Tories' first year back in power: How it will be remembered?

From voting to bomb Syria to fighting over the EU referendum, the Conservatives have had a busy year

David Cameron
The Prime Minister poses for a photo with his new MPs
(Image credit: WPA Pool/Getty)

Just one year ago the Conservative Party defied the opinion polls and stormed to a surprise victory in the general election, becoming the first all-Tory government in nearly two decades.

"While many Tories may have looked forward to a bright future freed of the shackles of coalition, it has been anything but plain sailing for the party's leadership," says The Independent.

What will David Cameron and his party be remembered for on their first anniversary?

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Syria air strikes

Britain joined the coalition of nations conducting air strikes against Islamic State in Syria after MPs overwhelmingly backed a government motion in December. Cameron won a higher than expected majority and said MPs had "taken the right decision to keep the UK safe".

The PM "will derive satisfaction from tightening his grip on his party while reinvigorating the authority of his office," Ian Birrell, Cameron's former speech writer, wrote in the Financial Times.

But others reacted with dismay: the SNP's Mhairi Black described the vote as "very dark night" and said she will "never forget" the noise of MPs "cheering together at the idea of bombs falling".


The claim that the prime minister put "a private part of his anatomy into a dead pig's mouth" during an initiation ceremony at Oxford University sent social media into a frenzy last year. The British press "reacted with unrestrained glee – hot takes, half-baked legal analysis and silly speculation about the impact on the national economy", says Time Magazine.

The bizarre allegation was made by Lord Ashcroft in his unauthorised biography of Cameron last December. Number 10 initially said it would not dignify the claim with a response, but it was later laughed off by the PM with a joke about a "little prick".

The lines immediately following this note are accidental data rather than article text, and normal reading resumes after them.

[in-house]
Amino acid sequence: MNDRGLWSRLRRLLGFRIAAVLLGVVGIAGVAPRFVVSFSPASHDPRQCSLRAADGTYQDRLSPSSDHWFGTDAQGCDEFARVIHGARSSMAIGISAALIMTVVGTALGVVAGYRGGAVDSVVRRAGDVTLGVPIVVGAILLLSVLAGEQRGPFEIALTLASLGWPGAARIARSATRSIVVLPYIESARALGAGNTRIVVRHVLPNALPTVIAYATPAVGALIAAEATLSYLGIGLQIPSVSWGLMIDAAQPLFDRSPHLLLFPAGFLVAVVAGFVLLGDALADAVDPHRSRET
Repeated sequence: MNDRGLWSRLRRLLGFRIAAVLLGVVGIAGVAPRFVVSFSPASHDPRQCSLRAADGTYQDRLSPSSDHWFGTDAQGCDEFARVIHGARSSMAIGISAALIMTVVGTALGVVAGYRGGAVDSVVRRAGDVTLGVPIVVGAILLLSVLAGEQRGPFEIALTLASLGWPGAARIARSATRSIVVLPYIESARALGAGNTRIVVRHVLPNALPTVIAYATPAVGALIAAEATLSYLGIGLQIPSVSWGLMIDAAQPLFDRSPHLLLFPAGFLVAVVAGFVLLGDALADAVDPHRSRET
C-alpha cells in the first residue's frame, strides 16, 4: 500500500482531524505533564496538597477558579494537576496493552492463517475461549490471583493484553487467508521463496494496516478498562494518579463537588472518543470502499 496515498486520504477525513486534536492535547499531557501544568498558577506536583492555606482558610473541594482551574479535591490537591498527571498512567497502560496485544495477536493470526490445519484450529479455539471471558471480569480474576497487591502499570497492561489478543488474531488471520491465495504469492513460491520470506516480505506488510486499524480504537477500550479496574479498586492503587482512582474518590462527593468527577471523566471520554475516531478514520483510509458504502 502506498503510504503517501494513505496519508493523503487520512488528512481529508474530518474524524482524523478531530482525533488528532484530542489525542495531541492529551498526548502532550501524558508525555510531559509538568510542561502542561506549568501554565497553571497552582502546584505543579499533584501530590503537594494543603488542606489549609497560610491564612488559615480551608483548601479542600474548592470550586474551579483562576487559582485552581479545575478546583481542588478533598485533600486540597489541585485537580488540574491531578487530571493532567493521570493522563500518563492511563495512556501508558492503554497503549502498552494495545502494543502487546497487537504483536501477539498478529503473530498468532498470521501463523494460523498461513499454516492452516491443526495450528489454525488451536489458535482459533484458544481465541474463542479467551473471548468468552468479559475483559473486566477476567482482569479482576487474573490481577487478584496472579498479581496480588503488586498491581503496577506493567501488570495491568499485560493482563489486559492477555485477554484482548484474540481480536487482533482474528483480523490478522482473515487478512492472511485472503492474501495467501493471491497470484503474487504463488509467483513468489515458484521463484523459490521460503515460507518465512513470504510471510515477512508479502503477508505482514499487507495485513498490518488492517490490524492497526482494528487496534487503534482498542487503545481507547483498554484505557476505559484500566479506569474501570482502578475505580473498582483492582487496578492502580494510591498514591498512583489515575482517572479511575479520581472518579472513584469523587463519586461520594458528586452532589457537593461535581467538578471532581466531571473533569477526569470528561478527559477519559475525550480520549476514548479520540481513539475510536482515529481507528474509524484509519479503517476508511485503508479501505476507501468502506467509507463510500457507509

Junior doctors' strikes

Jeremy Hunt's decision to impose a controversial new contract on junior doctors triggered the first full-scale walkout in NHS history. The Health Secretary insists he is simply fulfilling a manifesto commitment to provide patients with a seven-day service, accusing some within the British Medical Association of using the strikes as an "opportunity to bash a Tory government that they hate".

But unions and doctors insist the long-running dispute is not about pay or politics. They warn that longer working hours will compromise the safety of both doctors and their patients and disproportionately affect women doctors. The majority of the public also say they support the action.

Bungled Budget

Planned cuts to disability benefits, announced in this year's Budget, triggered the shock departure of Work and Pensions Secretary Iain Duncan Smith in March. His resignation inflicted significant damage on the party as a whole and the Chancellor in particular, with Duncan Smith accusing Osborne of driving through unfair spending cuts and protecting wealthy Tory voting pensioners at the expense of the working poor. Another humiliating climbdown followed. "The clash is a reminder of how vulnerable the government is, with a majority of just 12," said the Financial Times.

Refugee crisis

The government's response to the humanitarian disaster engulfing Europe has been widely criticised by charities, political opponents and even Tory backbenchers. Britain has agreed to accept 20,000 Syrian refugees over the next five years, as well as 3,000 unaccompanied children directly from camps in the Middle East and North Africa. Earlier this week, the government was forced into a U-turn on accepting children already in Europe after facing a backbench rebellion.

Conservative MP Stephen Phillips, who defied his party on a previous vote on the matter, said going against the whip "is never an easy thing" to do. "But it's made less lonely by the fact that my conscience tells me I am right, and dictates that I should make clear to the government not only that it has got this issue wrong, but that the majority of British people think so too," he wrote for The Guardian.

The national living wage

The new national living wage, which was announced in last year's Budget, came into effect in April. It is set at £7.20 per hour for workers aged 25 and over – 50p more than the current minimum wage. Campaigners welcomed the move, but critics warned of the wider economic implications. "Big firms are slashing overtime, cutting recruitment and axing staff perks to pay for the new national living wage," Rupert Steiner wrote in the Daily Mail.

EU referendum campaign

The debate over whether to leave the European Union or not has exposed long-running divisions at the highest levels of the party, pitting old allies against one another. Cameron has admitted that his relationship with former London Mayor Boris Johnson, who is backing Brexit, has suffered as a result of the row. "I'm still friends with Boris," he said recently, "just perhaps not such good friends."

But the consequences go far beyond political friendships. "We've become used to senior Tories being horrible to each other over Europe: Cabinet ministers insulting each other is almost routine these days," says the Daily Telegraph's James Kirkup. "The rage and vitriol of the campaign is boiling over, drawing Tories into new fights that have little or even nothing to do with the EU."

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